Bettendorf girl will share her tale of the heart on NPR

Originally Posted Online: Nov. 30, 2010, 6:06 pm
Last Updated: Nov. 30, 2010, 11:46 pm
Comment on this story | Print this story | Email this story
By Laura Anderson, landerson@qconline.com

Hannah Wells ran to the door of her Bettendorf home, her long, wavy hair blowing behind her.

"Look at our Christmas tree!" she said wide-eyed, tugging at her striped dress.

You never would guess that in her 4 years, Hannah has had three heart surgeries -- one while in utero. And she will face a few more as she grows up.


The in-utero procedure was the 42nd or 43rd of its kind to be completed at Children's Hospital Boston, her parents, John and Kim Wells, said.

Mr. Wells said National Public Radio will interview the family today and include Hannah's story in a health segment about cardiac fetal intervention with Hypoplastic Left Heart Syndrome (HLHS) during a Morning Edition scheduled to air Dec. 13.

According to the Children's Hospital Boston website, www.childrenshospital.org, HLHS is a syndrome that involves a number of abnormalities in the heart, including most of the structures on the left side being small and underdeveloped. Because of Hannah's successful surgery in utero,she was able to avoid HLHS.

Ms. Wells said Hannah's story began at the 22-week ultrasound when technician Char McGovern found spots on the baby's heart. They met with Davenport pediatric cardiologist Vickie Pyevich, who diagnosed Hannah with critical aortic stenosis, where the structures in the left side of her heart weren't correctly developing and operating.

"It was the worst day of our life," Ms. Wells said.

The problem usually leads to HLHS, andusually is fatal, the couple said.

Dr. Pyevich told them their options included pregnancy termination, a series of three surgeries if the baby lived full-term, or a risky, experimental procedure involving fetal intervention being done at hospitals in Cincinnati and Boston.

The couple saw the risky procedure as their only option, and the next day were on a plane to Children's Hospital Boston, which is affiliated with Harvard Medical School.

Madison, 9, said she knew she was going to get a sibling, but remembers asking her parents why they had to go all the way to Boston. "Why can't you just go to another hospital that's closer and get a baby?" she said. Her parents laughed.

Ms. Wells said the procedure was like an angioplasty. Doctors went in through her uterine wall and opened Hannah's aortic valve, though her heart was only about the size of a grape.

The procedure went well, but then it was a waiting game, because a lot of women miscarry after the procedure, she said. "But she did great."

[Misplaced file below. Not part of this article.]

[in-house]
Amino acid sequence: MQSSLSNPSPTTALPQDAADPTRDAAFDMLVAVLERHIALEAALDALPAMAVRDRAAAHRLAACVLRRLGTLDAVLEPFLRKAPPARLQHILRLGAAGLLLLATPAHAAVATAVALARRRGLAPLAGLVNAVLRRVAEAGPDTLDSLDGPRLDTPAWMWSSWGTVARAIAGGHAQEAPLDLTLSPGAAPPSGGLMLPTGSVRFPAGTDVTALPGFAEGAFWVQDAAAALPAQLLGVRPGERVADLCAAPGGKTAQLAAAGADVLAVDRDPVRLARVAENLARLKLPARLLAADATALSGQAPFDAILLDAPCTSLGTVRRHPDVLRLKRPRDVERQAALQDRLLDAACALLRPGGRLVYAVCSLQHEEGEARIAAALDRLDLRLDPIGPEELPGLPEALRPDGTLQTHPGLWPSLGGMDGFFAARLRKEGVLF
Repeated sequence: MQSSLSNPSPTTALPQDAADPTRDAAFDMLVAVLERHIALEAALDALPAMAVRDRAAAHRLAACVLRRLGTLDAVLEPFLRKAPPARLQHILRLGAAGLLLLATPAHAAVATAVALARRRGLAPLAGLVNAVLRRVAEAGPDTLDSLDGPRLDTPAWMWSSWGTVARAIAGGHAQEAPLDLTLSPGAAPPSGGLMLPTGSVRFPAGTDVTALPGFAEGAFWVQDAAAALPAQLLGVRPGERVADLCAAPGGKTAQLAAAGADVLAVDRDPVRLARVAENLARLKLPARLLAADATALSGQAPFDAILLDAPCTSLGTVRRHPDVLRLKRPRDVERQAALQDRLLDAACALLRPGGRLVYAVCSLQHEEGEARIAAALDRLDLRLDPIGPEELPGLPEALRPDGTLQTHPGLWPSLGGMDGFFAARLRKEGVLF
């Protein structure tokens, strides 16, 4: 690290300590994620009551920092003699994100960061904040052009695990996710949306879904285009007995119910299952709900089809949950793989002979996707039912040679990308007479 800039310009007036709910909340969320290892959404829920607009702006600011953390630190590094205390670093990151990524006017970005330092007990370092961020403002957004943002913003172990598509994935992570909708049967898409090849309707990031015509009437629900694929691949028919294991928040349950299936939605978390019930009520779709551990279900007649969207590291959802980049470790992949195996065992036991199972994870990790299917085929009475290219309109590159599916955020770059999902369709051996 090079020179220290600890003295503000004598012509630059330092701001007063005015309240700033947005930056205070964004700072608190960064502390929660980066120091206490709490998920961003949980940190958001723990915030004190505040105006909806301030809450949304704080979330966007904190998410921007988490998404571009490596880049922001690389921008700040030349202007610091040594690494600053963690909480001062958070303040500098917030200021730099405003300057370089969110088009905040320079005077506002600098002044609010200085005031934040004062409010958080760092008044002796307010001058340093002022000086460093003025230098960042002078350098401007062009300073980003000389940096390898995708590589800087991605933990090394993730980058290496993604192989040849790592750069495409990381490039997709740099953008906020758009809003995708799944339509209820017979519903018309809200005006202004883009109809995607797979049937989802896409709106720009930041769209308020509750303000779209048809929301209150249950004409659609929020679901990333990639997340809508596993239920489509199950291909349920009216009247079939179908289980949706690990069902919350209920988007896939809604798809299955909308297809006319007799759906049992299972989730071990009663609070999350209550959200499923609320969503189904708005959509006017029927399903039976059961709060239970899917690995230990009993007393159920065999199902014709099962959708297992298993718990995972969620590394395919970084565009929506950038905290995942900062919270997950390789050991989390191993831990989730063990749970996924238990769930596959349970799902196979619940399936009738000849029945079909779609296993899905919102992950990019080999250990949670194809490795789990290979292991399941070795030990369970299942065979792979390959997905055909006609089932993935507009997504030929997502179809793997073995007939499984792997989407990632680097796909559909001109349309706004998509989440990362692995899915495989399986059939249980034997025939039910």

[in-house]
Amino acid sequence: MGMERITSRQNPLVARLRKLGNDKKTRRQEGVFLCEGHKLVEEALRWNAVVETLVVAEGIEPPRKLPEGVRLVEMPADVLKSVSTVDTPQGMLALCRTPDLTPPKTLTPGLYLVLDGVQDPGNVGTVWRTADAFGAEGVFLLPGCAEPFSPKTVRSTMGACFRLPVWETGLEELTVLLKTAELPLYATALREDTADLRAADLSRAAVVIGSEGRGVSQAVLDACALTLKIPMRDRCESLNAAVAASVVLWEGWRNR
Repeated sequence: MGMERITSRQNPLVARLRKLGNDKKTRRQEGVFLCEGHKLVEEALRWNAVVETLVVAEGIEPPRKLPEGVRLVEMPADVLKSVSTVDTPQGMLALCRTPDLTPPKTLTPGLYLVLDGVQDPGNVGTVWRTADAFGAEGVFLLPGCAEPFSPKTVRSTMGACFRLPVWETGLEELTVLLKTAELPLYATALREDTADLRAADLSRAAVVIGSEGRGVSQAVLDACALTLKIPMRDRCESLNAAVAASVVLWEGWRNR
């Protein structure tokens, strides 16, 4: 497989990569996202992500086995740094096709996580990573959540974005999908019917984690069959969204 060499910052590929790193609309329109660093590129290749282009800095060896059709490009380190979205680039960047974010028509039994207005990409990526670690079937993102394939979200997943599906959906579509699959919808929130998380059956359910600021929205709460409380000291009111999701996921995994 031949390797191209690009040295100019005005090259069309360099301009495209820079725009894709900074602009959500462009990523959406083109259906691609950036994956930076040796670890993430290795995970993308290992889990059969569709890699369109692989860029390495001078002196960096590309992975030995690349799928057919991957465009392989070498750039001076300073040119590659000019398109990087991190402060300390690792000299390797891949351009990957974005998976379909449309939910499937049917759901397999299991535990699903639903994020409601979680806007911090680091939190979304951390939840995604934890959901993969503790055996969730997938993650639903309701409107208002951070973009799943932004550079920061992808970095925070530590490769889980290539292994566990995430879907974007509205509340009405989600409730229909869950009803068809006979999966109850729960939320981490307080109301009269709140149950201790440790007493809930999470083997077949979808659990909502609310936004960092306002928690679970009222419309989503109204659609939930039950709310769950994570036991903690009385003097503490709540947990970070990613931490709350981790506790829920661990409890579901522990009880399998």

Ms. Wells then had weekly checkups until it was time to deliver, and the family flew back to Boston.

The day after she was born, Hannah had another balloon surgery and spent just over 20 days in the critical intensive care unit in Boston."It was pretty intense," Mr. Wells said.

While she'll still have to take daily medication and have a few more surgeries, Ms. Wells said "it's nothing in comparison" to HLHS.

"We're really grateful," Mr. Wells said.

Hannah has had three procedures so far, one in utero, one the day after she as born, and open-heart surgery when she was 2 to repair part of a leaky valve.

Mr. Wells said she'll need the repair surgery again in another four to five years, again when she's 16 to 20 years old, and a valve replacement when her heart is adult sized, when she is about 25.

Ms. Wells said doctors don't like to replace valves in children because of the complications and medications, so they're hoping the replacement can wait until she's fully grown.

"The worst part was the day that we found out," Ms. Wells said."There's obviously still a chance that she might not make it down the road," but for now, there's a sense of it being OK.

The couple said the journey has been rough because they're self-employed - Mr. Wells travels to car shows around the country selling hot-rod paraphernalia -- and the cost of medical bills and insurance is steep.

They've established a trust for Hannah at helpinghannahsheart.org, and they're holding a fundraiser vintage car show called Torque Fest on April 29 and 30 in Maquoketa, with proceeds going to the trust.

The couple said they'd like to turn helpinghannahsheart.org into a non-profit to not only help Hannah, but to help other children and their families in need.

"That's our dream; that's our hope," Ms. Wells said.

Hannah tore through the room, a plush toy in one hand, wearing fairy wings on her back.

"And she's off!" Mr. Wells said.



Local events heading

  Today is Sunday, Sept. 21, the 264th day of 2014. There are 101 days left in the year.

1864 -- 150 years ago: We hear that Col. Reynolds has employed C.D. Merrill to drill for water to supply the Rock Island Barracks.
1889 -- 125 years ago: Billy Catton, famous billard player, returned to Rock Island with a view to making this city his home in the future.
1914 -- 100 years ago: The belief is growing that a great decisive battle of the World War was being fought at Verdun, a strong fortress of France on the Meuse near the French frontier, according to a London dispatch.
1939 -- 75 years ago: William Stremmel, 91, Rock Island's last Civil War veteran, died.
1964 -- 50 years ago: Workmen of the Midwest Wrecking Co., Clinton, have begun razing the historic old office building of Deere & Co., 1325 3rd Ave., Moline. The site will be used by the Deere Plow Works for its shipping and receiving department.
1989 -- 25 years ago: East Moline developer Jim Massa says the financial package for the proposed $34.5 million Quad City International Motor Speedway is down to making sure "all the i's are dotted and t's are crossed. Finalizing this will give the green light to see if NASCAR and CART, the auto racing sanctioning bodies, approve race dates.

(More History)